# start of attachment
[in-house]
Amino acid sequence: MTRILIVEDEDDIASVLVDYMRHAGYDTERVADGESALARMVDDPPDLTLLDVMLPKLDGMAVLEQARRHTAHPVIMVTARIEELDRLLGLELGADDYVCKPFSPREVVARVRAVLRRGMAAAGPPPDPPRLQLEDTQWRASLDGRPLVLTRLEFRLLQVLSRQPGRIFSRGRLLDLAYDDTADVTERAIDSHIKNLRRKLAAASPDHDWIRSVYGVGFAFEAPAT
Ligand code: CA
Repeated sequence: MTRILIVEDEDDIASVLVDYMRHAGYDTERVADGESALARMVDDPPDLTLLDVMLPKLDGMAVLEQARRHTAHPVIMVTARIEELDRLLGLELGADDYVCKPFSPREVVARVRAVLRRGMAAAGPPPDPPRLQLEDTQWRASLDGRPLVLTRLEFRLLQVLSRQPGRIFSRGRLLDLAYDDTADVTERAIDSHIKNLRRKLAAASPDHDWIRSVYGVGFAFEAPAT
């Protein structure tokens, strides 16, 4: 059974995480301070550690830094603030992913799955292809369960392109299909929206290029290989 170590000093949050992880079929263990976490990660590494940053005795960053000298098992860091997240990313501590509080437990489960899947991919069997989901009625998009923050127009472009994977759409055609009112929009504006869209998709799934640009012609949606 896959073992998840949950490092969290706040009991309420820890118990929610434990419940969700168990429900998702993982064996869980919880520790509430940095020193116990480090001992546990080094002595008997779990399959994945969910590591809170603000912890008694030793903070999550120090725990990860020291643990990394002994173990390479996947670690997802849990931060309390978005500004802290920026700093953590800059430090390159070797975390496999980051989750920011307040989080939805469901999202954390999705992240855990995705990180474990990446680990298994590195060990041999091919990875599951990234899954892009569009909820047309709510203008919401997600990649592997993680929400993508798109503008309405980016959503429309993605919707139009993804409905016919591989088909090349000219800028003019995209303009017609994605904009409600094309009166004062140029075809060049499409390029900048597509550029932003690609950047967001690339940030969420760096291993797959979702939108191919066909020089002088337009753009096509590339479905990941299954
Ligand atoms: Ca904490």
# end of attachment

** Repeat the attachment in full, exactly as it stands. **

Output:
[in-house]
Amino acid sequence: MTRILIVEDEDDIASVLVDYMRHAGYDTERVADGESALARMVDDPPDLTLLDVMLPKLDGMAVLEQARRHTAHPVIMVTARIEELDRLLGLELGADDYVCKPFSPREVVARVRAVLRRGMAAAGPPPDPPRLQLEDTQWRASLDGRPLVLTRLEFRLLQVLSRQPGRIFSRGRLLDLAYDDTADVTERAIDSHIKNLRRKLAAASPDHDWIRSVYGVGFAFEAPAT
Ligand code: CA
Repeated sequence: MTRILIVEDEDDIASVLVDYMRHAGYDTERVADGESALARMVDDPPDLTLLDVMLPKLDGMAVLEQARRHTAHPVIMVTARIEELDRLLGLELGADDYVCKPFSPREVVARVRAVLRRGMAAAGPPPDPPRLQLEDTQWRASLDGRPLVLTRLEFRLLQVLSRQPGRIFSRGRLLDLAYDDTADVTERAIDSHIKNLRRKLAAASPDHDWIRSVYGVGFAFEAPAT
């Protein structure tokens, strides 16, 4: 059974995480301070550690830094603030992913799955292809369960392109299909929206290029290989 170590000093949050992880079929263990976490990660590494940053005795960053000298098992860091997240990313501590509080437990489960899947991919069997989901009625998009923050127009472009994977759409055609009112929009504006869209998709799934640009012609949606 896959073992998840949950490092969290706040009991309420820890118990929610434990419940969700168990429900998702993982064996869980919880520790509430940095020193116990480090001992546990080094002595008997779990399959994945969910590591809170603000912890008694030793903070999550120090725990990860020291643990990394002994173990390479996947670690997802849990931060309390978005500004802290920026700093953590800059430090390159070797975390496999980051989750920011307040989080939805469901999202954390999705992240855990995705990180474990990446680990298994590195060990041999091919990875599951990234899954892009569009909820047309709510203008919401997600990649592997993680929400993508798109503008309405980016959503429309993605919707139009993804409905016919591989088909090349000219800028003019995209303009017609994605904009409600094309009166004062140029075809060049499409390029900048597509550029932003690609950047967001690339940030969420760096291993797959979702939108191919066909020089002088337009753009096509590339479905990941299954
Ligand atoms: Ca904490």